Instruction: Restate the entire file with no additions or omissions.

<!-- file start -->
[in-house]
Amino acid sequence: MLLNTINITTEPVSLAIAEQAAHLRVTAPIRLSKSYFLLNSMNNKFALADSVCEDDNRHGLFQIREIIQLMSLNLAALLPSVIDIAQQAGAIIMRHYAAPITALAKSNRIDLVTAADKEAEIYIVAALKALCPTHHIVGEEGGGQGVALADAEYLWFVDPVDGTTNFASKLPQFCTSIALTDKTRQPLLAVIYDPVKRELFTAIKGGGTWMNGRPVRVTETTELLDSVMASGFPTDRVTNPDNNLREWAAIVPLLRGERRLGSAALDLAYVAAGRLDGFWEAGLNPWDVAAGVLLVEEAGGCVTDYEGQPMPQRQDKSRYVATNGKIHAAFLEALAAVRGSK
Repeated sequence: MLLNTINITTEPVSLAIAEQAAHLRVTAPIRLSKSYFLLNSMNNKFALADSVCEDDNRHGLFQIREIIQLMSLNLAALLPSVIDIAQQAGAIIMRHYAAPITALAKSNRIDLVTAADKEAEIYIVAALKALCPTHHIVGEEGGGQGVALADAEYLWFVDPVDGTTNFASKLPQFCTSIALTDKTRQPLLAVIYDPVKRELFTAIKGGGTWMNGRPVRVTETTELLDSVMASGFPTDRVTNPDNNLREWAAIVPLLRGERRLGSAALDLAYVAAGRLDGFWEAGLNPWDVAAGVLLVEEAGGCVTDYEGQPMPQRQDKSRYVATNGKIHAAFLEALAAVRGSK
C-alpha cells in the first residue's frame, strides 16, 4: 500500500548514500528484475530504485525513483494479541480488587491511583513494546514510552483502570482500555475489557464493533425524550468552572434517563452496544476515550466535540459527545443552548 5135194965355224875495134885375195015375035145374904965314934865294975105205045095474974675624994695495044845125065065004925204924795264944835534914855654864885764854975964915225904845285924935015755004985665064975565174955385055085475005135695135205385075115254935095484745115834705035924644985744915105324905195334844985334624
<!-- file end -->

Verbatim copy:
[in-house]
Amino acid sequence: MLLNTINITTEPVSLAIAEQAAHLRVTAPIRLSKSYFLLNSMNNKFALADSVCEDDNRHGLFQIREIIQLMSLNLAALLPSVIDIAQQAGAIIMRHYAAPITALAKSNRIDLVTAADKEAEIYIVAALKALCPTHHIVGEEGGGQGVALADAEYLWFVDPVDGTTNFASKLPQFCTSIALTDKTRQPLLAVIYDPVKRELFTAIKGGGTWMNGRPVRVTETTELLDSVMASGFPTDRVTNPDNNLREWAAIVPLLRGERRLGSAALDLAYVAAGRLDGFWEAGLNPWDVAAGVLLVEEAGGCVTDYEGQPMPQRQDKSRYVATNGKIHAAFLEALAAVRGSK
Repeated sequence: MLLNTINITTEPVSLAIAEQAAHLRVTAPIRLSKSYFLLNSMNNKFALADSVCEDDNRHGLFQIREIIQLMSLNLAALLPSVIDIAQQAGAIIMRHYAAPITALAKSNRIDLVTAADKEAEIYIVAALKALCPTHHIVGEEGGGQGVALADAEYLWFVDPVDGTTNFASKLPQFCTSIALTDKTRQPLLAVIYDPVKRELFTAIKGGGTWMNGRPVRVTETTELLDSVMASGFPTDRVTNPDNNLREWAAIVPLLRGERRLGSAALDLAYVAAGRLDGFWEAGLNPWDVAAGVLLVEEAGGCVTDYEGQPMPQRQDKSRYVATNGKIHAAFLEALAAVRGSK
C-alpha cells in the first residue's frame, strides 16, 4: 500500500548514500528484475530504485525513483494479541480488587491511583513494546514510552483502570482500555475489557464493533425524550468552572434517563452496544476515550466535540459527545443552548 5135194965355224875495134885375195015375035145374904965314934865294975105205045095474974675624994695495044845125065065004925204924795264944835534914855654864885764854975964915225904845285924935015755004985665064975565174955385055085475005135695135205385075115254935095484745115834705035924644985744915105324905195334844985334624